When I first saw Doryn Wallach’s jewelry, I had the odd thought that the designs reminded me of a room that I loved. No specific room – maybe the dream Hollywood Regency style dressing room in my head. Where I wear a flowing peignoir and slippers with feathers on them.
I know that’s a weird thing to say, but it was where my brain went.
My reaction made sense, it turned out – Doryn Wallach had a succesful career as an interior designer before she came to the jewelry industry. She explains the connection on her website:
“I have always loved how jewelry can give every woman a personal expression of style and personality. Fine jewelry commemorates the important moments in our lives and can create lasting style statements,” said the designer. “My passion for jewelry is inspired by my mother who would frequently redesign her old jewelry and taught me the challenge of transforming old trends into new. I love turning patterns, architecture and different elements of interior decor into themes for my jewelry. It’s the same beauty of reinvention.”
It was what I had felt it in her architectural designs; their swooping arches and careful angles. I love the thickness of the bold lines, the overall lightness, the rich satiney finish of the 18 karat gold.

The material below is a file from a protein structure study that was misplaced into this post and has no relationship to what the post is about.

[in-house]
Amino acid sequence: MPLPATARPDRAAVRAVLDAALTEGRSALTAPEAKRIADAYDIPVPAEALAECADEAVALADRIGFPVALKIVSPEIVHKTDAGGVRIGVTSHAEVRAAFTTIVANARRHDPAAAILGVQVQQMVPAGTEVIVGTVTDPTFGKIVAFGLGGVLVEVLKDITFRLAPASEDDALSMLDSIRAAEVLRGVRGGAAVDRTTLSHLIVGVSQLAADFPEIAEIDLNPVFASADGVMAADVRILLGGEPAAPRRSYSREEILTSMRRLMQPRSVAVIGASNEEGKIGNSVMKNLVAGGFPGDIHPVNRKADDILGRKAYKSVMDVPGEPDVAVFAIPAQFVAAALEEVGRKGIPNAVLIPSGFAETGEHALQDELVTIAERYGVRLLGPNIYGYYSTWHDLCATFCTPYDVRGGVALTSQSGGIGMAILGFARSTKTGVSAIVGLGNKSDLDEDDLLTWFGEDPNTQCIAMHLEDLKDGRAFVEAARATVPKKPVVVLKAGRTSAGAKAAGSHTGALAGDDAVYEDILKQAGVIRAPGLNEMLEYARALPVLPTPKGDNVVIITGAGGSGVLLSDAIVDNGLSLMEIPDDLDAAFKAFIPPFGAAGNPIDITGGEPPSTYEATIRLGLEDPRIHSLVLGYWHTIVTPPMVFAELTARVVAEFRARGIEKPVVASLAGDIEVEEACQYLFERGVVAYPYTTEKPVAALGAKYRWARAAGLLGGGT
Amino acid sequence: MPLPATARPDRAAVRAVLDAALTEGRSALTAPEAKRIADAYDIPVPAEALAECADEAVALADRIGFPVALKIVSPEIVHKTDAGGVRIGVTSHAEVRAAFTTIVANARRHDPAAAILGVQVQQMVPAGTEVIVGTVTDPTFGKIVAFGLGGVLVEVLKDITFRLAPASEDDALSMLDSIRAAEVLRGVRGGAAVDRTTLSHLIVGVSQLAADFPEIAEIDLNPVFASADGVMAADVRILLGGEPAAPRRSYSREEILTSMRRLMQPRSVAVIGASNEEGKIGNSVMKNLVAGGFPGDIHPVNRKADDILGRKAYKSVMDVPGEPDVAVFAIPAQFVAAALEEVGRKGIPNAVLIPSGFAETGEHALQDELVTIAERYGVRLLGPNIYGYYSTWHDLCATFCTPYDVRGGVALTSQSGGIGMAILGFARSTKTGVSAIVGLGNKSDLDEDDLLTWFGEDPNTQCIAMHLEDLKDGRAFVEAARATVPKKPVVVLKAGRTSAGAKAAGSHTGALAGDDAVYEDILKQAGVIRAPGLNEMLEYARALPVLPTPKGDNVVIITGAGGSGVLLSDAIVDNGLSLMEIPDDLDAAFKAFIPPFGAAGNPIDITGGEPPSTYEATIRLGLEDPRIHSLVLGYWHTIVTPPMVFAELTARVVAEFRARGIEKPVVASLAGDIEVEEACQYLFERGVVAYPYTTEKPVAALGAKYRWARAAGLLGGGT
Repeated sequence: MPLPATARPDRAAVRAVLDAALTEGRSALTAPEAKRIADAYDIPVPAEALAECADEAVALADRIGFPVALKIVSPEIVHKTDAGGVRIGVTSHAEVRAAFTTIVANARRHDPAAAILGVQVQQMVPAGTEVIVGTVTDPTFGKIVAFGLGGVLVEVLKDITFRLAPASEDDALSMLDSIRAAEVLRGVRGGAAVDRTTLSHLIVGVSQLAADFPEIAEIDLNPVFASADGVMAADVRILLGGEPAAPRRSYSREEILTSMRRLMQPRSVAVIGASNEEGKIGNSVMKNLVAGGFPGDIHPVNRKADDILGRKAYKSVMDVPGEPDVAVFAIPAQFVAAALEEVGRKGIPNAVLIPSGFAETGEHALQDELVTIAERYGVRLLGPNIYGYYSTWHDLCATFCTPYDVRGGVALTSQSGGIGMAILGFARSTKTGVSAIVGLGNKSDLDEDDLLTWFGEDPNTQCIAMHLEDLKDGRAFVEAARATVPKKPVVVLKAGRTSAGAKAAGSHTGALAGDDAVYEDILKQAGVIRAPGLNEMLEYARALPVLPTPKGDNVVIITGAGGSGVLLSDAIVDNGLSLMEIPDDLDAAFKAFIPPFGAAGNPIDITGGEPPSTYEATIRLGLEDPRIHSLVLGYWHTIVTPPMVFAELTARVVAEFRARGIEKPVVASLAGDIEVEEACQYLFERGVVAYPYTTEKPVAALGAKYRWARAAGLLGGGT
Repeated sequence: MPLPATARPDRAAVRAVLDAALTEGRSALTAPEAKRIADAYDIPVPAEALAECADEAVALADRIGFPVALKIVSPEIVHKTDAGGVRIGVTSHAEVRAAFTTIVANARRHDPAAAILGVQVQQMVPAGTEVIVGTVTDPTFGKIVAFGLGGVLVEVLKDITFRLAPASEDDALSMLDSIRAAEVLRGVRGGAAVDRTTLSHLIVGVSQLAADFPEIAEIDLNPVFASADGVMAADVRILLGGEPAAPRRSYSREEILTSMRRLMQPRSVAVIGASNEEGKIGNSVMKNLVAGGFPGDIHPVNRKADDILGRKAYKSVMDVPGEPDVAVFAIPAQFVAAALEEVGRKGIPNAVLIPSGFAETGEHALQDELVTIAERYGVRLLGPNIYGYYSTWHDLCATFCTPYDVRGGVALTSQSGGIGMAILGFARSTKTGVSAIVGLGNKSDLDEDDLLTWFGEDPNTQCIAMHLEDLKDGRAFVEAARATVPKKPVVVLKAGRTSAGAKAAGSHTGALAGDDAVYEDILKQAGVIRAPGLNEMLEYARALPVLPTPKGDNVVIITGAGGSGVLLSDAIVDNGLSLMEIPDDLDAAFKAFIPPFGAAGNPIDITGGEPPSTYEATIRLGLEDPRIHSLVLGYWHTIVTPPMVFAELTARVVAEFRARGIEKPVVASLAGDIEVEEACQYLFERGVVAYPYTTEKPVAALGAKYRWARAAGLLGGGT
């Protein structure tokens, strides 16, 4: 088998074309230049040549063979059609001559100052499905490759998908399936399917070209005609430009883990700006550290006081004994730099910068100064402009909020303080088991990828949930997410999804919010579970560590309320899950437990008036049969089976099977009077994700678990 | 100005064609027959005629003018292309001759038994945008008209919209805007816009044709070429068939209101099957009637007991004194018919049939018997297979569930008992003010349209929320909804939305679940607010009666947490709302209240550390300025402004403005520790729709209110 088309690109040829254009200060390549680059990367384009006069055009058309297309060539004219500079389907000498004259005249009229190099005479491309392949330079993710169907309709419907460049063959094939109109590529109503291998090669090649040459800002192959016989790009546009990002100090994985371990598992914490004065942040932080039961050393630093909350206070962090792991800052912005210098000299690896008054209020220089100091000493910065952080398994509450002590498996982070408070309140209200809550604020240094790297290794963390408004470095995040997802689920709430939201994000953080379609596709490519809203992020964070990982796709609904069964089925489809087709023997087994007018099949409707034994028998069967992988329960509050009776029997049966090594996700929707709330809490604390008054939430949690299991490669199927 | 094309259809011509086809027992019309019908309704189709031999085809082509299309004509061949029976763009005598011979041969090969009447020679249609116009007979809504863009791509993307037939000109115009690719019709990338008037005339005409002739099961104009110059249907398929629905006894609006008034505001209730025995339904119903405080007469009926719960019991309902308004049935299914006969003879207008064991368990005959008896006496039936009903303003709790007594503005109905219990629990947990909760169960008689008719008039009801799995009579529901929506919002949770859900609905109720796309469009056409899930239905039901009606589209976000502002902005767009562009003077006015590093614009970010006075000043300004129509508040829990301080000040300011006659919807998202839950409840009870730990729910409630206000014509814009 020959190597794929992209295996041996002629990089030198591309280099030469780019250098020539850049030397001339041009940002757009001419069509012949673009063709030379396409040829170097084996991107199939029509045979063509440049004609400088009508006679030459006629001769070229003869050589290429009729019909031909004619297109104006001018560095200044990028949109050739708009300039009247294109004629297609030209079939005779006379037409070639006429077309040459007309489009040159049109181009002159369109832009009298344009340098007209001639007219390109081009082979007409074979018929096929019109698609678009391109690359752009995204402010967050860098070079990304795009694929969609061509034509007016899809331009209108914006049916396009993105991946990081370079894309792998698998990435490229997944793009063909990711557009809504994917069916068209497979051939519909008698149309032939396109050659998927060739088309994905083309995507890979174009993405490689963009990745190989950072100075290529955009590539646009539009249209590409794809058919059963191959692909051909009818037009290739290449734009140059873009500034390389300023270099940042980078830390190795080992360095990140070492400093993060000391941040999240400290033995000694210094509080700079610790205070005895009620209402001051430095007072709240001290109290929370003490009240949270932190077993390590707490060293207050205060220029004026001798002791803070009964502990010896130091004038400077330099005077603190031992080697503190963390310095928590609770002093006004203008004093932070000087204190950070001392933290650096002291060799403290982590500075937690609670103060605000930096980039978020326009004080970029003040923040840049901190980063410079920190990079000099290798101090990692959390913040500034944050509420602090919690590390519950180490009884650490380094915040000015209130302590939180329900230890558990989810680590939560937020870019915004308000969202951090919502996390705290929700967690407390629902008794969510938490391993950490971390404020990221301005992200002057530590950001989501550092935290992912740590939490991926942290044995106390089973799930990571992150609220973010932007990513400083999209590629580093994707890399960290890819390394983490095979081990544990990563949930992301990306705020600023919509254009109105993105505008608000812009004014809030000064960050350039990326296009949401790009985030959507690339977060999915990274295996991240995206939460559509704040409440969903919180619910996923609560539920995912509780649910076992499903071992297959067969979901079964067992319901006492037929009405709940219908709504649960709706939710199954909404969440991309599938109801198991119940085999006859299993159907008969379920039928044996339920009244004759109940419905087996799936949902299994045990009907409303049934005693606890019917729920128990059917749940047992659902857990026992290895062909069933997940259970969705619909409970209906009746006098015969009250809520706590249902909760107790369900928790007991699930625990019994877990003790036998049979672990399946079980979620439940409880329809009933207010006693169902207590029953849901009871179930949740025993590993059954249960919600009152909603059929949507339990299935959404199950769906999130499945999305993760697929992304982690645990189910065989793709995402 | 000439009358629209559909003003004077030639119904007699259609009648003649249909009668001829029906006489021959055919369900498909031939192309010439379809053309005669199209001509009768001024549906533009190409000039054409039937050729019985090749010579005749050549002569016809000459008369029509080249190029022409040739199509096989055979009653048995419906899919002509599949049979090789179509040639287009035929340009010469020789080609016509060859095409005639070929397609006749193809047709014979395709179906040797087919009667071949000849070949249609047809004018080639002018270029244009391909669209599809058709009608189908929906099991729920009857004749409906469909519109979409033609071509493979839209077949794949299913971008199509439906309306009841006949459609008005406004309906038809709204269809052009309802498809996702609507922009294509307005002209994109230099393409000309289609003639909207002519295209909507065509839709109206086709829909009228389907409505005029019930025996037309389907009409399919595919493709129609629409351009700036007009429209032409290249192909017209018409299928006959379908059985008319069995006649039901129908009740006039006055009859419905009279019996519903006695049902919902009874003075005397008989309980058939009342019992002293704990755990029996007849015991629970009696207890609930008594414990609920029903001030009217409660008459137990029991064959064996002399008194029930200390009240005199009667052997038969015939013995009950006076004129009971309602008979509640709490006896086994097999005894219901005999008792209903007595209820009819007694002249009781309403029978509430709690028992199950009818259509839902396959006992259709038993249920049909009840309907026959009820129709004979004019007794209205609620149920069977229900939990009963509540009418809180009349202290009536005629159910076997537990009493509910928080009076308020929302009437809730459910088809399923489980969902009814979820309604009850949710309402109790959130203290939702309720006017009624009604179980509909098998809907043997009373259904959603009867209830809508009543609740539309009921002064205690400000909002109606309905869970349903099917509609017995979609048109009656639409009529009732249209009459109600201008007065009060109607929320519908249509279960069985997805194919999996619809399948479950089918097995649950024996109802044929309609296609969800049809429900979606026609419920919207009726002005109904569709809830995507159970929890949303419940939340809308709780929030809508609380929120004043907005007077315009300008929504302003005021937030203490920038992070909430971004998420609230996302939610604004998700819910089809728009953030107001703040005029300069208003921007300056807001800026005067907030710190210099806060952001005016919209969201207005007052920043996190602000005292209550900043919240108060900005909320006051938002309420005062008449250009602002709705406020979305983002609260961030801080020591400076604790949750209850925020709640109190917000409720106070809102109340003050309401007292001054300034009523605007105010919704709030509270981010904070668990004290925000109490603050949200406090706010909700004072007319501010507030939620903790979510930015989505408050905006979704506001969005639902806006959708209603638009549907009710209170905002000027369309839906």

Most of the pieces in the initial Doryn Wallach collection have a sparkling diamond or two, sometimes more than a few. The subtlety and restraint in the use of gemstones is part of what makes this collection so remarkable. Bold lines, subtle sparkle.
That’s not to say that Doryn Wallach never turns up the volume – just look at the onyx marble ring above, and the the turquoise “Gladiator” ring. Such beauty in the simple contrast of color and texture. They’re quiet, but they make a statement.
The bracelets are some of my favorite Doryn Wallach pieces. I just love the clean lines and the angles that they form together. But you know me – this kind of new Art Deco sort of aesthetic is just my kind of thing.
I think that design simplicity of these jewels makes them marvelously versatile: you could wear any one of these pieces to the grocery store or pile them on or add a LBD for a nice dinner or a cocktail party.
There’s a lot of value in pieces that can go formal or casual – those of us with finite resources (by which I mean almost everyone) have to appreciate when investing in a piece of fine jewelry means we get something we can wear all the time, as opposed to a piece that spends most of its life in a box.
What do you think of Doryn Wallach’s designs, my dears? And does anyone else out there share my dream of a glamorous Hollywood Regency dressing room and peignoir?
For more about Doryn Wallach – or to purchase the designs seen here – please visit her website.